Similarly, when Lorain County, Ohio, signed up with ICS this past spring for a phone-and-video package, ICS agreed to pay the county at least $300,000 per year in commissions, in exchange for hosting its system. The company’s pitch to facilities administrators says the company “will deliver on our promise to increase your revenue.” In a July 2016 letter to the FCC, ICS’s president, Tim McAteer, argued that the FCC permits such commissions and that proposed FCC phone rate caps should “not limit how investors utilize their profits, such as sharing profits with facilities in the form of site commissions or providing other technologies.” ICS has also made the argument that such commissions help jails and prisons recoup costs associated with hosting phone and video systems, though, as Churchill explains, his jail incurs almost no costs from them, since ICS did not charge the county for the system and has agreed to maintain it.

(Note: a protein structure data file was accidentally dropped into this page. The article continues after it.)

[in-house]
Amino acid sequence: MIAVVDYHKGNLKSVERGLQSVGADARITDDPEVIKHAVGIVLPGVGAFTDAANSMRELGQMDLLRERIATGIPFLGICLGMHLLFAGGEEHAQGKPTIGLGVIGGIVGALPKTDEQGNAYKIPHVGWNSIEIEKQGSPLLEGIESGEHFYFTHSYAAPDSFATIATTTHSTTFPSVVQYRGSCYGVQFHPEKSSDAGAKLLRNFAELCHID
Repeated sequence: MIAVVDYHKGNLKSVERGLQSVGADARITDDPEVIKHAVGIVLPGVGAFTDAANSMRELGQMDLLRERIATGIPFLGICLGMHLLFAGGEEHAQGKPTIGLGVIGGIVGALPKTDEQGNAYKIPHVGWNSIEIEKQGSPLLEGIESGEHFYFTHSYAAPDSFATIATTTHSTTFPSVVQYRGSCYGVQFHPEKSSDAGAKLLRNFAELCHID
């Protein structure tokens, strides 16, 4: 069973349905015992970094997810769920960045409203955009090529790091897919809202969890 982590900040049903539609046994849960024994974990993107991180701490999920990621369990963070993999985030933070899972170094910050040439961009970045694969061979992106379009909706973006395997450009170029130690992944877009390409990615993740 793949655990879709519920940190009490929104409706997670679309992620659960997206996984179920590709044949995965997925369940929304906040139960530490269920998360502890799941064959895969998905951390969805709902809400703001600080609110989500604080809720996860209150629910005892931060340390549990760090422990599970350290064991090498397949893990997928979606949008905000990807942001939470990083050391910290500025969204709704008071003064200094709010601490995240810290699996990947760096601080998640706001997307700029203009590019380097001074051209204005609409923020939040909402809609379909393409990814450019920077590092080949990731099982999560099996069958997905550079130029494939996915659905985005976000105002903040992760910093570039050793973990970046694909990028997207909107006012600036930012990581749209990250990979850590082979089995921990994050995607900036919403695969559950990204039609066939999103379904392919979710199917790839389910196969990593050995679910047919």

The hurdles of registering with the company, creating an account, and making a reservation are the same if a visitor uses the free service at the facility or visits remotely. So, as Churchill concedes, many visitors, already deprived of an in-person visit, may conclude that driving to the jail is a waste of time and gas, and opt to pay. And jailers like Churchill argue that video visitation has obvious security advantages and improves staff efficiency, as deputies don’t have to remove a prisoner from a housing unit or check visitors in.